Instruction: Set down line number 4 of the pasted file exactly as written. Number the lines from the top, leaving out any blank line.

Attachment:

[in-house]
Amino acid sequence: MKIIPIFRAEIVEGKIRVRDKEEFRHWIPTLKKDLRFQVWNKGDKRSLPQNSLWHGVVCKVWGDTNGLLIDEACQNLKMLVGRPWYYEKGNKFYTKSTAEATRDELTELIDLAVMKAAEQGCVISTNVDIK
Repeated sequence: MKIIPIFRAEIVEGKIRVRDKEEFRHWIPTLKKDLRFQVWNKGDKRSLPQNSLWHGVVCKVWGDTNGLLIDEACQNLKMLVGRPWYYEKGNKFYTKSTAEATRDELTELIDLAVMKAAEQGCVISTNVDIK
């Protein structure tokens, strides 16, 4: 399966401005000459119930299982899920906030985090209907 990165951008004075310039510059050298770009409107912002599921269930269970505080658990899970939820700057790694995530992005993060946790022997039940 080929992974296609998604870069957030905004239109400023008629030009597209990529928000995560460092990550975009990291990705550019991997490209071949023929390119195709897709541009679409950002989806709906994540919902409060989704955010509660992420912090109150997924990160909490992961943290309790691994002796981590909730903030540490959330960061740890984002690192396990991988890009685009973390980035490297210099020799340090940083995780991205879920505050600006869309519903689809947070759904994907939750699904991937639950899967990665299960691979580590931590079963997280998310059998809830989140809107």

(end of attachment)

């Protein structure tokens, strides 16, 4: 399966401005000459119930299982899920906030985090209907 990165951008004075310039510059050298770009409107912002599921269930269970505080658990899970939820700057790694995530992005993060946790022997039940 080929992974296609998604870069957030905004239109400023008629030009597209990529928000995560460092990550975009990291990705550019991997490209071949023929390119195709897709541009679409950002989806709906994540919902409060989704955010509660992420912090109150997924990160909490992961943290309790691994002796981590909730903030540490959330960061740890984002690192396990991988890009685009973390980035490297210099020799340090940083995780991205879920505050600006869309519903689809947070759904994907939750699904991937639950899967990665299960691979580590931590079963997280998310059998809830989140809107």